So with the end of the month its time for me to change displays. I swapped everything out a day or so early due to a second display I also have to set up for February.
February has a couple of obvious themes that come to mind, but I wanted to play and avoid the standard relationship idea so instead settled on "Battle of the Sexes." What made this display particularly awesome in my mind is that a few weeks ago someone donated the board game Battle of the Sexes to the Friends of the Westfield Athenaeum book sale.
The final selection is a mix of books on women and men. The result is a collection of themes spanning manhood, womanhood, communication/biological/thought differences, and achievements/notable people. Some of it is a bit tongue in cheek, some is a bit more serious, but the display is definitely getting attention with patrons flipping through the books on display.
Brain Sex : the real difference between men and women / Anne Moir
Sex on the Brain : the biological differences between men and women / Deborah Blum
Why men never remember and women never forget / Marianne J. Legato
The consuming instinct : what juicy burgers, Ferraris, pornography, and gift giving reveal about human nature / Gad Saad
How to cook like a man : memoir of cookbook obsession / Daniel Duane
Self made man : one woman's journey into manhood and back again / Norah Vincent
You just don't understand : women and men in conversations / Deborah Tannen
What men really think : about women, love, sex, themselves / [compiled by] Mark Baker
The queen of the ring : sex, muscles, diamonds, and the making of an American legend / Jeff Leen
The soul of a butterfly : reflections on life's journey / Muhammad Ali
Guyland : the perilous world where boys become men / Michael Kimmel
What women want - what men want / John Marshall Townsend
Why is the penis shaped like that? : and other reflections on being human / Jesse BeringTesla : man out of time / Margaret Cheney
Madame Curie : a biography / Eve Curie
Breasts : a natural and unnatural history / Florence Williams
Vagina : a new biography / Naomi Wolf
The end of men : and the rise of women / Hanna RosinAdam's navel : a natural and cultural history of the human form / Michael Sims
Some interesting problems arose in putting this selection together. First off the scope of the collection had to be limited and balanced. As earlier stated, I really didn't want relationship books, but it took a bit of digging and keyword massage to pull out a selection not centered on "the 'man-woman' thing" (thank you, Coupling). I deliberately excluded children from the subject of gender difference and development, that subject on its own could be a whole display. I also did not seek out books on transgender and intersex, as those are specifically being shunted to a different display.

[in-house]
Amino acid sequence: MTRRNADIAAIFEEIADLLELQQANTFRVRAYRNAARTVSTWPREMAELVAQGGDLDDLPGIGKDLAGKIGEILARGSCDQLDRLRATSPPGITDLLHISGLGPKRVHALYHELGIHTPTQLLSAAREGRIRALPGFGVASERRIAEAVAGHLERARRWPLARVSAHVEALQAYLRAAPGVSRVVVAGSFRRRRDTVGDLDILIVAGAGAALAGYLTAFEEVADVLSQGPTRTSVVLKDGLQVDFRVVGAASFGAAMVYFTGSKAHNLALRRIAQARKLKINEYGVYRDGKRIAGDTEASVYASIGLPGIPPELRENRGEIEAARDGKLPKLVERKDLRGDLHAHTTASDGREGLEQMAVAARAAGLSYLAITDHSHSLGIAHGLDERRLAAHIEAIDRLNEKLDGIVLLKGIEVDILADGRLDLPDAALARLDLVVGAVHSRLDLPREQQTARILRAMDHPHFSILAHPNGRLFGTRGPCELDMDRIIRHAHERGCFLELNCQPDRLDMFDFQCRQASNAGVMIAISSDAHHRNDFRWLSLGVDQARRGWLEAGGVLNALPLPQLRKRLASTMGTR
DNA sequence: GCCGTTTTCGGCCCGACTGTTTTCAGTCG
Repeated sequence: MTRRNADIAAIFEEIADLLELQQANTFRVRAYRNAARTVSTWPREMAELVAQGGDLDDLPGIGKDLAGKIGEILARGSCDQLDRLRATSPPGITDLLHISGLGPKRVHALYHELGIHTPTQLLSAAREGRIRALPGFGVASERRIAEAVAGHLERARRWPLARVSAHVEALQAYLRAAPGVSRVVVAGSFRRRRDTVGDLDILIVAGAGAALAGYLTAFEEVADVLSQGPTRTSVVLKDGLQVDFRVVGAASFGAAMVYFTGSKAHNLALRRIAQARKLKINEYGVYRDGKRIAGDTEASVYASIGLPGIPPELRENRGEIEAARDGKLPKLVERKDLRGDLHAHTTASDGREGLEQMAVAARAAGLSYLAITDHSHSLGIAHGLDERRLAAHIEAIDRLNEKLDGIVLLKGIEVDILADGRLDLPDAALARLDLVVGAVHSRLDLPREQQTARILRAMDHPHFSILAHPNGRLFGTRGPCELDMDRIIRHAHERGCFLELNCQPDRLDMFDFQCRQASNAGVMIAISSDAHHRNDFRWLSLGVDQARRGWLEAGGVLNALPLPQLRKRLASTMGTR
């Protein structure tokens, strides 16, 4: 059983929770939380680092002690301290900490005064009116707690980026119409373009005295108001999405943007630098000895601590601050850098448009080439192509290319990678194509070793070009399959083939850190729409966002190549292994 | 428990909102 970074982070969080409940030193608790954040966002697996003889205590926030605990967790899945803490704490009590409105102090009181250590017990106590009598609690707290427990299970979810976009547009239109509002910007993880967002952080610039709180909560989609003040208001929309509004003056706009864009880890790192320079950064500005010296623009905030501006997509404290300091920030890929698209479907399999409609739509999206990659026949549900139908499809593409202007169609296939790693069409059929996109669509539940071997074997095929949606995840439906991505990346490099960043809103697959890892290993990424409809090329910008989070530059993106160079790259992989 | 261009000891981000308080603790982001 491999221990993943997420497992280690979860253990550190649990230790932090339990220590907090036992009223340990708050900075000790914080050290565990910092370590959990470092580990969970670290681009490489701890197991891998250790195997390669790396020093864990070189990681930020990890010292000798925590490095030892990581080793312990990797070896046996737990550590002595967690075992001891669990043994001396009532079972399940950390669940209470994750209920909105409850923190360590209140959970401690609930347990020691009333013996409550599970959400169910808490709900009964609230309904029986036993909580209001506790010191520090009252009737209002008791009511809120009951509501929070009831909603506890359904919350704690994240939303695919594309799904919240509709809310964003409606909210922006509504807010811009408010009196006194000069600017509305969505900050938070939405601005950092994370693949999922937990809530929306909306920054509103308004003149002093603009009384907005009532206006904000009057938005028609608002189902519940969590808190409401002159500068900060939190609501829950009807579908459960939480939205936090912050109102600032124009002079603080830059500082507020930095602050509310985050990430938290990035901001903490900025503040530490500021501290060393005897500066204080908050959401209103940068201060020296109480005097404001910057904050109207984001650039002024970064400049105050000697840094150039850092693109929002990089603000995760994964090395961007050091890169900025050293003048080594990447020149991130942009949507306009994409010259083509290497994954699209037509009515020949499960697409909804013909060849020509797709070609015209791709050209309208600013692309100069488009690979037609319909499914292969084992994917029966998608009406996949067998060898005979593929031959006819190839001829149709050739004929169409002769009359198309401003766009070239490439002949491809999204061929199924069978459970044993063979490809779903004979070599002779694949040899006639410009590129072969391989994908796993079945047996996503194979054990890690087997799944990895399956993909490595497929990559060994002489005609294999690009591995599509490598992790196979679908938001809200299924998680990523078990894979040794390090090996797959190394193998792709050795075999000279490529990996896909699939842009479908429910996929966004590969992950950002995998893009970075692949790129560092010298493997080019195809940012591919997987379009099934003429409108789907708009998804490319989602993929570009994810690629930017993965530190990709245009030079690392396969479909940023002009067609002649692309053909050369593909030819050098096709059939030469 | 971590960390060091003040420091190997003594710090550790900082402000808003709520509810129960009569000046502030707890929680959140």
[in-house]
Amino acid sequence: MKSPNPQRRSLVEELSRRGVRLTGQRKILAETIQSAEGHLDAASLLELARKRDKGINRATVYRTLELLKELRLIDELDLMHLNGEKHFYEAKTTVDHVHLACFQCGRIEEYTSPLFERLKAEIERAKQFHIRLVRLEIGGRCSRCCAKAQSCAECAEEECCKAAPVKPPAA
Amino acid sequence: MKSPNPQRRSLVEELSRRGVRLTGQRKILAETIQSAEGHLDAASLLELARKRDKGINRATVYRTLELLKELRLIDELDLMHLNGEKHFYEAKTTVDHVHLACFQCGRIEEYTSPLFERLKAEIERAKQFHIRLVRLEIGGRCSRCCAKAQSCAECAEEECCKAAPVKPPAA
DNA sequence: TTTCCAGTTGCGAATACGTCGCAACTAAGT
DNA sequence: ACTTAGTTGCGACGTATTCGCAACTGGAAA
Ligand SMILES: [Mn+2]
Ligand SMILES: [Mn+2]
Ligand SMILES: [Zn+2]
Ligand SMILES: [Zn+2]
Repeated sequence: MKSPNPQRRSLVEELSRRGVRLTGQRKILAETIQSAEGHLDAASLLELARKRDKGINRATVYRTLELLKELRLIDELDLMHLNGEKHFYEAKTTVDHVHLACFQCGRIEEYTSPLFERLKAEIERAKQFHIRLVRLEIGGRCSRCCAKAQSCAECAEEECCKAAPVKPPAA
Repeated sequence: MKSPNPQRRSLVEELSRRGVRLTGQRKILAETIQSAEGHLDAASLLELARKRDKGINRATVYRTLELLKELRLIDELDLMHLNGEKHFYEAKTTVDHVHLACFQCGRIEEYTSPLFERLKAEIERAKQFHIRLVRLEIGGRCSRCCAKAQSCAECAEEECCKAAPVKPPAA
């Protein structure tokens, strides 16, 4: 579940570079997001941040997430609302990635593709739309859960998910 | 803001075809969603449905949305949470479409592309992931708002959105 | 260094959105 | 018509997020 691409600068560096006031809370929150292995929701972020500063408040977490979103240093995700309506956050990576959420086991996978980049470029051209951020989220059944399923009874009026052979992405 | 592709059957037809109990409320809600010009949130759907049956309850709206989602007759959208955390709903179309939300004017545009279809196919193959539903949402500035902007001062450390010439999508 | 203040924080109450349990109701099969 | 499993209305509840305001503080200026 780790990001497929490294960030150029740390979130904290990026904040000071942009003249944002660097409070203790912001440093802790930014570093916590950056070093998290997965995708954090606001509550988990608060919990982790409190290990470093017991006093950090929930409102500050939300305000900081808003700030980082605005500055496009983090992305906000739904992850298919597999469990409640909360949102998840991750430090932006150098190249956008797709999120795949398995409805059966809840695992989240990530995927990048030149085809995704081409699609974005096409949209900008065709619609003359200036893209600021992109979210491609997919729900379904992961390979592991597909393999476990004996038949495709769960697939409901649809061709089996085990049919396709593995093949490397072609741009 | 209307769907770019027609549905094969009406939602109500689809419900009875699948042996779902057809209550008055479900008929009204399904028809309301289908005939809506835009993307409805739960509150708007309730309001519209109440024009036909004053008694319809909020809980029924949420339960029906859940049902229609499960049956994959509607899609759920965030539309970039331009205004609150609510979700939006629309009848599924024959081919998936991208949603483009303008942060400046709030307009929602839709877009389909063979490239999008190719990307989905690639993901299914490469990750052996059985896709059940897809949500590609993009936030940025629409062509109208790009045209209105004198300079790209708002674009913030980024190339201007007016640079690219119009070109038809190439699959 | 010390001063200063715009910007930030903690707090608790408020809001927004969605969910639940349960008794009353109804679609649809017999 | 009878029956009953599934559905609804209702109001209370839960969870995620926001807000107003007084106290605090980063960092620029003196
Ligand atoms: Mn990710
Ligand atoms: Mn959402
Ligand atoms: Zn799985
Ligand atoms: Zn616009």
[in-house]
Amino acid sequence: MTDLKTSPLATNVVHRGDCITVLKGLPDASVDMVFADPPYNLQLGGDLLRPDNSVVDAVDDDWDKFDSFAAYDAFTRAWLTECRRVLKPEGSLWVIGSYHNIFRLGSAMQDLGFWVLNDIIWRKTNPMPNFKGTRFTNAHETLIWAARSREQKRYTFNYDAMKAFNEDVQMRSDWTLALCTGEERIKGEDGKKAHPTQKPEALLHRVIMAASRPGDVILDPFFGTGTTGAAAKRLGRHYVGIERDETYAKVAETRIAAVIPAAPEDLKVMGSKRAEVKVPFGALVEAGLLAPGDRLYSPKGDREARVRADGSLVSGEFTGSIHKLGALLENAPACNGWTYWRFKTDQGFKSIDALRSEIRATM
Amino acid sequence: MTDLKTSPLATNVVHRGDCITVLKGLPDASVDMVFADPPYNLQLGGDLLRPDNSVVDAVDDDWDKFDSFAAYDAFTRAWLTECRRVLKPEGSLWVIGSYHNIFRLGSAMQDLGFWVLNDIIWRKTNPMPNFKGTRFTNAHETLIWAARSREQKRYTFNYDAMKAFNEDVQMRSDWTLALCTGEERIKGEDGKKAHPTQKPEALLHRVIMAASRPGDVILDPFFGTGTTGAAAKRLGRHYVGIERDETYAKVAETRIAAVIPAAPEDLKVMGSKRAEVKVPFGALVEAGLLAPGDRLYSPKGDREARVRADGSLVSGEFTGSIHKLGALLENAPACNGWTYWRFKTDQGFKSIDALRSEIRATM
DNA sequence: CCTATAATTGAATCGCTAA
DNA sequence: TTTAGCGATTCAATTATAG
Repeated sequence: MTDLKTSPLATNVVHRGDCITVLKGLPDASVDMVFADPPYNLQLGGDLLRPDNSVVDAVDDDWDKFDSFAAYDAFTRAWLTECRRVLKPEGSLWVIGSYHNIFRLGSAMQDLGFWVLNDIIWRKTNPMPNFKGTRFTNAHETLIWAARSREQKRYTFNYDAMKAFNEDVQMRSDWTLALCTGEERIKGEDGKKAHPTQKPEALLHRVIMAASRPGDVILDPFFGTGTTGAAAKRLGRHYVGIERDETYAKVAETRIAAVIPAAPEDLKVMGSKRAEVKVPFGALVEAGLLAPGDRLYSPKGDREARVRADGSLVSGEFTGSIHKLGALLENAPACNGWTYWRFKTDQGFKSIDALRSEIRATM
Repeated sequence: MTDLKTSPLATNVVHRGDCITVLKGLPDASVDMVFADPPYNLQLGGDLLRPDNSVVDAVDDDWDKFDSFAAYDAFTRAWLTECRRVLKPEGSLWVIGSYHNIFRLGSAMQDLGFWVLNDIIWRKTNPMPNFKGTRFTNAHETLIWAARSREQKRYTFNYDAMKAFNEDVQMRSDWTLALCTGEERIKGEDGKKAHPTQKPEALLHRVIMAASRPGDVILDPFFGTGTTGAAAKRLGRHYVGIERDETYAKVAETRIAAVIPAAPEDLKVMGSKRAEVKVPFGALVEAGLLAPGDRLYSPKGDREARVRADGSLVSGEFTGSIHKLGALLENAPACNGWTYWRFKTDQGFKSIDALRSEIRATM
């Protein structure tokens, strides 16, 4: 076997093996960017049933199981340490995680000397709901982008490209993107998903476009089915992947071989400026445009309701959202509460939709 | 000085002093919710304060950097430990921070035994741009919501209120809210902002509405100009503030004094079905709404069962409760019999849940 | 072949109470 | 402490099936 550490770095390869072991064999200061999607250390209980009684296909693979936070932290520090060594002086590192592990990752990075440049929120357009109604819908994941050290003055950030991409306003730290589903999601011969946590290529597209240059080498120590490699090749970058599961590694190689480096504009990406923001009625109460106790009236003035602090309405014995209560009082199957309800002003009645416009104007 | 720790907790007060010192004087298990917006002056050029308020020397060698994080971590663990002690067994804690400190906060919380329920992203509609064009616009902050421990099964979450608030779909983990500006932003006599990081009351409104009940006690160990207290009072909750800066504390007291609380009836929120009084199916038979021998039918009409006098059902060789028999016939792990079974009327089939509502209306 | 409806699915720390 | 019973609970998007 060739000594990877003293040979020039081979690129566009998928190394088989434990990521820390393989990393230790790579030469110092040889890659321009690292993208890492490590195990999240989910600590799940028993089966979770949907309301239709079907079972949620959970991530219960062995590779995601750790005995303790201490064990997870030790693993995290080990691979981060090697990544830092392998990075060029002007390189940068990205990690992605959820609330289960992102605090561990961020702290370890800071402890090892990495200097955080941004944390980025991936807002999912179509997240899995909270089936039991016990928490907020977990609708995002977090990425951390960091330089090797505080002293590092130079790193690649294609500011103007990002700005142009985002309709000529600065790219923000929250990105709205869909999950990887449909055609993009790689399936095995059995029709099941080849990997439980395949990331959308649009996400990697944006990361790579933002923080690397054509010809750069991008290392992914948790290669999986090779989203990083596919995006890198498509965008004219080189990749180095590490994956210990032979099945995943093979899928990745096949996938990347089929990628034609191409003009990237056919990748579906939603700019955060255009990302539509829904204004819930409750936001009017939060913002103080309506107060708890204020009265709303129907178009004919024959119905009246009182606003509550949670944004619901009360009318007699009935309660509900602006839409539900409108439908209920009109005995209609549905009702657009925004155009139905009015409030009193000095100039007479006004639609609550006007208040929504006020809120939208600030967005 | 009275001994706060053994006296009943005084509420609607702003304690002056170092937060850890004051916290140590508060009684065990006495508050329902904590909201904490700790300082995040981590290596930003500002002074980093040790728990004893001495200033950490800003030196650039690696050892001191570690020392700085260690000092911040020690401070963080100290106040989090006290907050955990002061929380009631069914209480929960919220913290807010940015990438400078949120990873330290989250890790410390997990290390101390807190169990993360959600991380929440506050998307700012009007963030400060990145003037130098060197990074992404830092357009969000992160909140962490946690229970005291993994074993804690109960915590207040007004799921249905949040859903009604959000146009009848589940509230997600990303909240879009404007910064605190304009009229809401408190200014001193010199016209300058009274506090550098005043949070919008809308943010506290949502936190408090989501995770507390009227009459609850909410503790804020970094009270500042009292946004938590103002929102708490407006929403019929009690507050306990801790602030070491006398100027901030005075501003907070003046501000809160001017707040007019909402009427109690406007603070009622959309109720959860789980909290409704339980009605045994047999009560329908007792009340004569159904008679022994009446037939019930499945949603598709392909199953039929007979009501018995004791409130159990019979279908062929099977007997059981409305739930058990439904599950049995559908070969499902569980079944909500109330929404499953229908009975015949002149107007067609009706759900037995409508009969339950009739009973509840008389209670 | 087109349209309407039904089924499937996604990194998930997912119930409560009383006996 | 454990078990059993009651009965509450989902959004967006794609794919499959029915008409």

The next hiccup is then trying to provide a good balance. We've got books on feminism and women's movements all over the place, but there's not a whole lot on men's culture as its own unique subject (and I don't consider this a sufficient fulling of the void). I also distinctly did not want books of the more extreme feminist slant decrying all men as scum. The Battle of the Sexes I had in mind was a bit more playful than that.
I has an additional struggle with balance once I started pulling books for the display. See, when I put together the title list based on catalog searches (or books that passed through my hands that I thought would be a good idea), I didn't look at publication date. Some of those books on display are not what you'd call current. I had a bit of a panic about making sure I had enough newer material until I rummaged through our New section for the last titles to round out the collection. I did run the titles by a co-worker, who felt that while some of the titles are older, they are still decent books so that was a good reassurance.
The last difficulty was trying to figure out if something was appropriate or not. As I mentioned in an earlier post, I am aware that what I do is in the public eye and that this can have repercussions. I know that my humor, when allowed free reign, can be rather off color. I also know that just because a word is used in its proper context with no obscenity intended, does not mean that people will not be offended by the word. Having Breasts, Vagina, and Why is the penis shaped like that? in the display counted as one of those things that amuses me but that I wasn't quite sure would fly. Fortunately my co-workers have a sense of humor and similarly thought the idea was amusing and worth the risk of possible offense.
I'm interested in seeing what selections of the display are picked up over the month. So far patrons have only picked up books to flip through before replacing. I have some ideas of replacements, we have a book in the new section on the Suffrage movement, as well as some interesting biographies. Additional books that will fit in the display will also likely pop up over the month and be integrated.
EDIT [2/5/2013]: In some serendiptious timing, I came across this article today:Study debunks notion that men and women are psychologically distinct